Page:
Using dry Ferts in dirt near pond - The Planted Tank Forum
 
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post #1 of 4 (permalink) Old 05-08-2012, 09:23 PM Thread Starter
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Using dry Ferts in dirt near pond

I have lots of plants including roses around perimeter of my pond.Im thinking of using my dry ferts mixed with water as I cant find any products that are fish friendly.Do you think it would work?Will there be salt buildup issues? Again there around the pond in dirt,not in the water
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post #2 of 4 (permalink) Old 05-08-2012, 10:20 PM
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Quote:
Originally Posted by Jonny Rotten View Post
I have lots of plants including roses around perimeter of my pond.Im thinking of using my dry ferts mixed with water as I cant find any products that are fish friendly.Do you think it would work?Will there be salt buildup issues? Again there around the pond in dirt,not in the water
Whatever you sprinkle near a pond will eventually make its way to it through ground water. I know alot of ponds in this area have algae problems due to increased nitrates and other lawn fertilizers which run off of peoples yards. I would image you may have similar issues but I am no expert on pond fertilization .
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post #3 of 4 (permalink) Old 05-09-2012, 02:02 AM
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If your pond is the enclosed rubber type of liner or the hard plastic 'preformed' pond then the fertilizers on the outside may find their way in when it rains so hard the run off ends up in the pond, flowing across the surface of the soil, but ferts cannot leak through the rubber or plastic liner.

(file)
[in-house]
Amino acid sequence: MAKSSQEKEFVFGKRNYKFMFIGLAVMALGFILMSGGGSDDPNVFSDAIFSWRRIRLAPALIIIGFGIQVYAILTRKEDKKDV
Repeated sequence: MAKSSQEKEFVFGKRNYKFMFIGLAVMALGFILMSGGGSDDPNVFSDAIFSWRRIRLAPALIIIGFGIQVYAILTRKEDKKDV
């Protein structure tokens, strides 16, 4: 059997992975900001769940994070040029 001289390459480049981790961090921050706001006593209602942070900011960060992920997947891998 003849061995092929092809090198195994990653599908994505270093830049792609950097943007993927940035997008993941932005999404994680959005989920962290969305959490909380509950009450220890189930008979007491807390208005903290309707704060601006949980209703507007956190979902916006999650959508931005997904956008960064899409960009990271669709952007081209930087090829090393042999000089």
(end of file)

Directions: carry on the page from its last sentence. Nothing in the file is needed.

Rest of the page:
Some water-borne materials can seep though porous concrete and other masonry products, but you would notice water leaking the other way: The pond would leak. Even if there are no cracks, just an unsealed masonry surface can allow water (with dissolved materials) to move either direction.

A natural pond, open to the soil can certainly be polluted by below grade water movement carrying fertilizers usually down, but sideways, too. The worst offender I hear more about than any other is Nitrate. In agricultural districts where KNO3 and other nitrates are used to grow pretty much everything the wells test 10 ppm NO3 or more.

If you are worried about the dry ferts we use in aquariums (Agricultural products) finding their way into your pond, why not use organic products like bloodmeal, bonemeal, greensand and similar products. They become part of the soil micro-ecology and get bound up via the actions of microorganisms in the soil.
Keep the soil loose, and mulch heavily with bark, coarse compost or similar material.
Minimize foot traffic on the soil. Put flagstone where you know you will need to walk, and stay on the path. This will reduce soil compaction so when it does rain the rail will soak into the soil, not run off. The improved air movement through the soil will benefit soil microorganisms as well as the plants, and this will contribute to the better use of the natural fertilizers.
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post #4 of 4 (permalink) Old 05-09-2012, 03:10 AM
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Jonny - You can just go organic and not worry about it. Use pond water & W/C from your tanks on your plants & flowers. Coffee grounds around your rose bushes & acid loving plants.

You can do a lot for free and not worry about OD your pond.

Here's a link to get you started:
http://www.motherearthnews.com/organ...m0z11zhun.aspx
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